It takes a lot of effort to deceive someone effectively, and a deception might not be all that effective, anyway. Combat Monsters generally consider most such efforts to be a waste of time and energy that can be better spent focusing on and dealing with the next problem on their plates.
The Combat Monster may possess character virtues
Another common mistake is making Combat Monsters cartoonish in their monomanias – almost every character should have some virtue or they could not have survived long enough to achieve their current status. However, such virtues will usually be secondary to the attainment of their goals – the Combat Monster should be willing to do whatever is necessary to get the job done, including sacrificing their principles. Their primary role is that of a villain, after all.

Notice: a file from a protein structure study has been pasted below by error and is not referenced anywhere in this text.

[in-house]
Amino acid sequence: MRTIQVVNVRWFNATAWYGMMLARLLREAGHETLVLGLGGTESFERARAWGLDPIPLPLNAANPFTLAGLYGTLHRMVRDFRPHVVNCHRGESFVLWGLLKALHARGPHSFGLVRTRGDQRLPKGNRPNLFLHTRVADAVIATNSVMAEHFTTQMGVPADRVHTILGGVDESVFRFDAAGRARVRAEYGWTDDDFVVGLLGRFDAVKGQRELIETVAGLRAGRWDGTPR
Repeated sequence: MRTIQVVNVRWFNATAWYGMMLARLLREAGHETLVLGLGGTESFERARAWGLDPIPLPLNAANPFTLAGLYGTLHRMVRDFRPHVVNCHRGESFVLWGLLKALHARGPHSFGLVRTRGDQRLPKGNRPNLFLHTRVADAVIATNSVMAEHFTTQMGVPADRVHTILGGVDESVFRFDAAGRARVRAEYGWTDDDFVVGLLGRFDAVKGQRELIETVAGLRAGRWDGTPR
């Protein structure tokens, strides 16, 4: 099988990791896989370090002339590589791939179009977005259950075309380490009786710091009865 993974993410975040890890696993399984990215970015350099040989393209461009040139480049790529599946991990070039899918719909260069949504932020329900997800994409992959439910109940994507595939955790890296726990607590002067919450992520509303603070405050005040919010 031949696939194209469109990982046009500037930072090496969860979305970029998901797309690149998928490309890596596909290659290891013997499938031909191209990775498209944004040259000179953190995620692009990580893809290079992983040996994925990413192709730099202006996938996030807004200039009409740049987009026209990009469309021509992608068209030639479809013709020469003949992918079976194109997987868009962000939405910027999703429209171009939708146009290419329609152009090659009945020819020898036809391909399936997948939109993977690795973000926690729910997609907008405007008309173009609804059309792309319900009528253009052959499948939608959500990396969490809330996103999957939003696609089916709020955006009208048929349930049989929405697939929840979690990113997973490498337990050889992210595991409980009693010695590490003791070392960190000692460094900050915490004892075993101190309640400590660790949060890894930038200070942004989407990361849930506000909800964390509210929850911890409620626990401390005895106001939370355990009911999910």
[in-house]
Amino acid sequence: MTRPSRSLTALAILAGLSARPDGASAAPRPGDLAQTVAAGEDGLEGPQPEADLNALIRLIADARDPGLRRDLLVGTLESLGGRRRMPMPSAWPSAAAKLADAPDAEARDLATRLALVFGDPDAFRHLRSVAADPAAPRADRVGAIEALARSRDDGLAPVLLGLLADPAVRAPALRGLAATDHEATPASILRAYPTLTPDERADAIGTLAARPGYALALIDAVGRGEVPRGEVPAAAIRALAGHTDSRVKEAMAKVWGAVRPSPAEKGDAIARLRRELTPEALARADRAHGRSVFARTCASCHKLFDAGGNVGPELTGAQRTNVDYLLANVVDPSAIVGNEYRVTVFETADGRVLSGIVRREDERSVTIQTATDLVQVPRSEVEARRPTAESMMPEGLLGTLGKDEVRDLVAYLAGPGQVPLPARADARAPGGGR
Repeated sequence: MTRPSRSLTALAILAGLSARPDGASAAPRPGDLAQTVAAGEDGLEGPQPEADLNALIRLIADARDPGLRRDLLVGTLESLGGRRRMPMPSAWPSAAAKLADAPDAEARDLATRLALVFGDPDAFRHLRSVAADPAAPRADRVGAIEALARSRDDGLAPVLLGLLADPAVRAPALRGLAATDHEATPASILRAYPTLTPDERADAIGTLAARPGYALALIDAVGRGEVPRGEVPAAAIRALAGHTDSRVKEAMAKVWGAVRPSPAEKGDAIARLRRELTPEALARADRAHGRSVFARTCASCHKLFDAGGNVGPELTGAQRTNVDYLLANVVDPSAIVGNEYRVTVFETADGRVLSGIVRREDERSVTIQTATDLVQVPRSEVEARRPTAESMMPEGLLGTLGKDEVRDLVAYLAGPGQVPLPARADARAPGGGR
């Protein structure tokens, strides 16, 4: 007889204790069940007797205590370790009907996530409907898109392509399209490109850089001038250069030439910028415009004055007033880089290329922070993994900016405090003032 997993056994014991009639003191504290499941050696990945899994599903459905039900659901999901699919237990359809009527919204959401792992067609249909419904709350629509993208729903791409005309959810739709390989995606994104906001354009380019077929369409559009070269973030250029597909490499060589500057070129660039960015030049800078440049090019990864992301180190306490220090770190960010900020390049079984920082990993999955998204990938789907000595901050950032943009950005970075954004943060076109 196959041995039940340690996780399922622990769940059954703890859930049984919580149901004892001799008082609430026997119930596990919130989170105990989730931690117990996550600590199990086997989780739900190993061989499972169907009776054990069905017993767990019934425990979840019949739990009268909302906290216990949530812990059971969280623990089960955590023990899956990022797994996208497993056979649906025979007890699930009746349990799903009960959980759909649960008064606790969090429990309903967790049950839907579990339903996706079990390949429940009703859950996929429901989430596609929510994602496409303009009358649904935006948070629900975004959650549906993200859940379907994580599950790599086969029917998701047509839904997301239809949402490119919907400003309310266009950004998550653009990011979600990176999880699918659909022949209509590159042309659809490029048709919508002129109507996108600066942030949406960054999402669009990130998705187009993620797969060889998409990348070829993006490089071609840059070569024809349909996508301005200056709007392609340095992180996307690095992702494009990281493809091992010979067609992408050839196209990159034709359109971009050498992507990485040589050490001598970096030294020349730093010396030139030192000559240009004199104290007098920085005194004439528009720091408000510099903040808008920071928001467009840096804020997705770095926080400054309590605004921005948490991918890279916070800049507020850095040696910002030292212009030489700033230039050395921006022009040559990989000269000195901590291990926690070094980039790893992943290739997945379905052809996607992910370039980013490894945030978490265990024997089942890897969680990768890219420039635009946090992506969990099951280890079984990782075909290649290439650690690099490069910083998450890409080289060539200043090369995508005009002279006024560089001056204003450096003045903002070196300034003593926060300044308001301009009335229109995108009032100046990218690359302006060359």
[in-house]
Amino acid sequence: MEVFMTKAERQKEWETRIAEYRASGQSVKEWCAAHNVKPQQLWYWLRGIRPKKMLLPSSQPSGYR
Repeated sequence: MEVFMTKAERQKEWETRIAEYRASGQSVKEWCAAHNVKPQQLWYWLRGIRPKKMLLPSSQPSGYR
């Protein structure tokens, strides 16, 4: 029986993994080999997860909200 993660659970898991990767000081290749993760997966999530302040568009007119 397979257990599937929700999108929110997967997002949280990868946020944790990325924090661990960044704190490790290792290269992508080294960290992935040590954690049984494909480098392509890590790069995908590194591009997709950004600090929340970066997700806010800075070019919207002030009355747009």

When confronted with a superior force, the Combat Monster may well cooperate with past and future enemies. Once again, a short-term alliance under such circumstances is a better tactical choice than both sides falling before a common enemy. Combat Monsters tend to be far more pragmatic than Masterminds.
Above All: The Combat Monster Matters Indirectly
The Combat Monster should make a difference in the world simply by existing. His reputation as a combatant, a leader, and an object of terror should stalk the world, casting a deeper and broader shadow than the combat monster him-, her-, or itself. Armies should change course based on rumors of the Combat Monster’s position and intentions. Think of the reputation and influence of Baron Von Richthoffen in World War I and model your treatment of the Combat Monster accordingly.
Combat Monsters – trickier than they seem
And so we return to the question of making the Combat Monster interesting. I’ve already looked at the basic ingredients, mechanically, of setting up a combat monster, but those issues were all related to ensuring that the Combat Monster was both effective and did not outlast its welcome in Combat; now it’s time to delve a little deeper.